City leaders push for Yukon sports park, recreation facilities

Gilliland, Wootton cite long-term benefits to Yukon

Ward 4 City Council Member Aric Gilliland

By Conrad Dudderar
Staff Writer

Some Yukon city leaders want to study ways to fund a project that attracts people to Yukon – such as a multi-purpose sports park and new recreation facilities.

Ward 4 Council Member Aric Gilliland believes this would generate additional sales tax revenue “for many, many years to come” for the City of Yukon.

“I do think it’s imperative to continue to explore how we can improve recreation in our town,” Gilliland said. “Sometimes the question is, ‘The chicken or the egg?’

“When you invest in your people, there’s an automatic return on that.”

A general obligation bond issue could be proposed for such an endeavor, instead of raising the local sales tax rate.

Any new bond debt must be approved by voters since the bonds are funded through property tax.

Gilliland’s comments came at the May 4th Yukon City Council meeting after council members heard a presentation from the City of Yukon’s accounting consultant about the city’s improved financial condition.

“We’ve got to turn our minds and our eyes toward big things in terms of recreation and bringing people into our city to enjoy it as much as we do,” Gilliland said.

At-Large City Council Member Jeff Wootton

At-large City Council Member Jeff Wootton believes it’s time for Yukon to invest in its future and build new youth sports and community complexes.

“This will provide Yukon’s youth with a dedicated venue that will give the city a ‘leg up’ in attracting tournaments and events, not to mention the revenue that comes with them,” Wootton said after the meeting.

A new sports park and community complex – if done correctly – would benefit more than just Yukon’s youth, he added.

“This will also help increase the quality of life for all people of Yukon and surrounding areas by incorporating something for each age group,” Wootton said. “A new complex will also give us the opportunity to attract young, marketable professionals who are choosing where to start their careers, married professionals who are choosing where to start a family, and entrepreneurs who have a choice of where they would like to live and start businesses.”

Yukon’s at-large council representative cited economic benefits.

“(T)owns like ours that have sports complexes see an increase in out-of-town money spent,” he added. “If Yukon hosted sports tournaments such as baseball, softball, basketball, soccer, and rugby every weekend, the number of out-of-towners coming to Yukon would be in the thousands, and those thousands would bring money to spend in our community.

“This could benefit local businesses such as restaurants, the entertainment sector and not to mention hotels.”


CPA Frank Crawford, president of Crawford & Associates, explained how Oklahoma cities and towns can fund construction of new recreational facilities and water/street infrastructure upgrades.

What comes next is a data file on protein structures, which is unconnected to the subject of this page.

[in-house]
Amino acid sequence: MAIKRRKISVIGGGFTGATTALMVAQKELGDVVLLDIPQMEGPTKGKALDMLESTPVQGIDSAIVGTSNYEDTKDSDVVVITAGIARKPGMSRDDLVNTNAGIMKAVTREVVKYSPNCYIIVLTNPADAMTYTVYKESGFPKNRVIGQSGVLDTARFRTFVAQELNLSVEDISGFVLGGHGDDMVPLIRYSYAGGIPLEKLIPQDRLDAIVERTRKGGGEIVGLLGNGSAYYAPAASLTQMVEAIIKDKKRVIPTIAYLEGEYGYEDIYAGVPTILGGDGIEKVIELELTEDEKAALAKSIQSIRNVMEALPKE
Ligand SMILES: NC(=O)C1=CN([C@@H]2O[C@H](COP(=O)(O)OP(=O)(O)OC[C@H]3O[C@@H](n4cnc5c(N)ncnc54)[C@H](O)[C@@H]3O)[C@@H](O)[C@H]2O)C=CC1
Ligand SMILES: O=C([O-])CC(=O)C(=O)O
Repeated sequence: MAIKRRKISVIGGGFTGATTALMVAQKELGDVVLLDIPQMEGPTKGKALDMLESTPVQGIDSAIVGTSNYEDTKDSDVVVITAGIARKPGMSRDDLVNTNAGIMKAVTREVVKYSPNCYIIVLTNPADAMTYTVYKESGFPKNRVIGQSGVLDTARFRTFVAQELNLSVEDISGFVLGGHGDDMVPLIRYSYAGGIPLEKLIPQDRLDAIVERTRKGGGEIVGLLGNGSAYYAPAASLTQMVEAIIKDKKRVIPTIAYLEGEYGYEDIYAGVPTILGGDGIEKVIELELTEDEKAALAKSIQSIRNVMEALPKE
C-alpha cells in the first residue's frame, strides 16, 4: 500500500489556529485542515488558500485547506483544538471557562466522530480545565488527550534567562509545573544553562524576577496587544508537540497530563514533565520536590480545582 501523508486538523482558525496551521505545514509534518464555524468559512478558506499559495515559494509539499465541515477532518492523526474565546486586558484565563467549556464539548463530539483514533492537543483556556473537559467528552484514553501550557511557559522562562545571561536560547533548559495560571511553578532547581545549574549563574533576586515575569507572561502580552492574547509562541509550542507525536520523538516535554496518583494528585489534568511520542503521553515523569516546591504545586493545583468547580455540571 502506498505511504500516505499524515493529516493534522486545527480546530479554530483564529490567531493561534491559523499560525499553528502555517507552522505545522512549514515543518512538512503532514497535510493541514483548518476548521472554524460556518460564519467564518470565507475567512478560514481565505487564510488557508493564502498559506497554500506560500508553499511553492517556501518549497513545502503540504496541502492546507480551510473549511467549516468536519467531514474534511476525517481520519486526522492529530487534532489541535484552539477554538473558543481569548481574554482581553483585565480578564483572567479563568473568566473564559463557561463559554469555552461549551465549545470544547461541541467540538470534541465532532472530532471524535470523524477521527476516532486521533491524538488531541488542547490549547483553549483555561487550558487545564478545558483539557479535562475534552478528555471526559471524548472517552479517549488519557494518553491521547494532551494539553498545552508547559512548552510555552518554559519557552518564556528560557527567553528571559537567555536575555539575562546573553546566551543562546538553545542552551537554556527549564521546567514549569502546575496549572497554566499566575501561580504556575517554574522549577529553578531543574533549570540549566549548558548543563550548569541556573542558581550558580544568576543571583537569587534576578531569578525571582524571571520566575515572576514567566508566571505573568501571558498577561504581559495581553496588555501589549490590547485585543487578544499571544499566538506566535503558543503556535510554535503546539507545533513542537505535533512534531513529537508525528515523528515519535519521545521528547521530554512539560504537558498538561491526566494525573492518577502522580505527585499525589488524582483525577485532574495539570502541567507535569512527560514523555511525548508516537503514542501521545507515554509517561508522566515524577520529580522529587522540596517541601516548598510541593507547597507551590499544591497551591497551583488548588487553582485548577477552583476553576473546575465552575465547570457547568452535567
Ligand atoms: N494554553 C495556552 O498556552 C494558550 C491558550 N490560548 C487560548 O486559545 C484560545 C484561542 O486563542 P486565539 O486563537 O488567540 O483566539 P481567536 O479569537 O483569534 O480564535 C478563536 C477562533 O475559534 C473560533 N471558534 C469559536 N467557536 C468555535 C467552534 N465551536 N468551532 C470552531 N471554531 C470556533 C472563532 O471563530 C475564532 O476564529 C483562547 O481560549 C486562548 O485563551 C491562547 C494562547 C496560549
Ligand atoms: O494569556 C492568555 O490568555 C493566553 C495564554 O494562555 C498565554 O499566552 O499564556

“There are two operational revenue streams for an Oklahoma municipality,” he said during the May 4th meeting. “That is your sales tax on the city side and the utility revenue on the municipal authority trust side.”

Crawford encouraged city leaders to find the best process that encourages people to buy inside Yukon city limits.

“That could be by bringing people into Yukon that don’t normally come into Yukon because of a sports facility complex or something like that,” Crawford explained. “Or keeping those residents who have been here or attracting new residents because we have clean water and we have nice roads.

“There’s a quality-of-life factor that you have to consider at a certain point in time.”

Based on his 20 years of experience, Crawford said primary quality-of-life issues (beyond public safety and education) are nice roads, clean water and a recreation facility “that attracts multiple generations of users.”

Recreation covers parks, swimming pools, golf courses, and multi-purpose facilities.

Yukon city officials also have discussed a possible general obligation bond to fund infrastructure projects, such as street, water and sewer improvements.

“If you decide to go out to a g.o. bond market, it typically should focus on some – if not all – of those areas,” Crawford told council members.

“The recreational side has the ability to draw more people that don’t normally come here. The other two (roads and water) have the ability to keep hold of the people that are already here and to be a factor when somebody may relocate here to live the rest of their lives.”

Crawford talked earlier in Tuesday night’s city council meeting about Yukon’s positive overall financial condition. This is indicated by a “Performeter” score that has increased from 4.8 to 7.4 since 2015.